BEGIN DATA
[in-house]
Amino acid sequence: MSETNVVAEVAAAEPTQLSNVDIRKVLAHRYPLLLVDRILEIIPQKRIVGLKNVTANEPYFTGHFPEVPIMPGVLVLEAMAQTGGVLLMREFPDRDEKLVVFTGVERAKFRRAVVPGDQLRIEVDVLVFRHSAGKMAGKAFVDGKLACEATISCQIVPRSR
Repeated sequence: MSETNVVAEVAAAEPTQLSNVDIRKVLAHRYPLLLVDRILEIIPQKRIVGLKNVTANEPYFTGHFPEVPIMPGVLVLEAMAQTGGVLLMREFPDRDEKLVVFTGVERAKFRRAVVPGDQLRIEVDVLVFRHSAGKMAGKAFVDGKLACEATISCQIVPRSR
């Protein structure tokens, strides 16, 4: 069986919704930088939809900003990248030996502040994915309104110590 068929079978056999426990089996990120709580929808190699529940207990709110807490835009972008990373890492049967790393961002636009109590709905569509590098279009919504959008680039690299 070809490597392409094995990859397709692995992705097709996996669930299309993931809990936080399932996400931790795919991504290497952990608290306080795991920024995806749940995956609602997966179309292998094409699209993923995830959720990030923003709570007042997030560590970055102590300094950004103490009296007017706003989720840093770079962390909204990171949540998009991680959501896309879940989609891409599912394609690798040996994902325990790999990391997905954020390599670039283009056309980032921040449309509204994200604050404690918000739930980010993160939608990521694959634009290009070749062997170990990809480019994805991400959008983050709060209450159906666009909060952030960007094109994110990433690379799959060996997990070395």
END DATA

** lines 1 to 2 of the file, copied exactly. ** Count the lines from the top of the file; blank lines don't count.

[in-house]
Amino acid sequence: MSETNVVAEVAAAEPTQLSNVDIRKVLAHRYPLLLVDRILEIIPQKRIVGLKNVTANEPYFTGHFPEVPIMPGVLVLEAMAQTGGVLLMREFPDRDEKLVVFTGVERAKFRRAVVPGDQLRIEVDVLVFRHSAGKMAGKAFVDGKLACEATISCQIVPRSR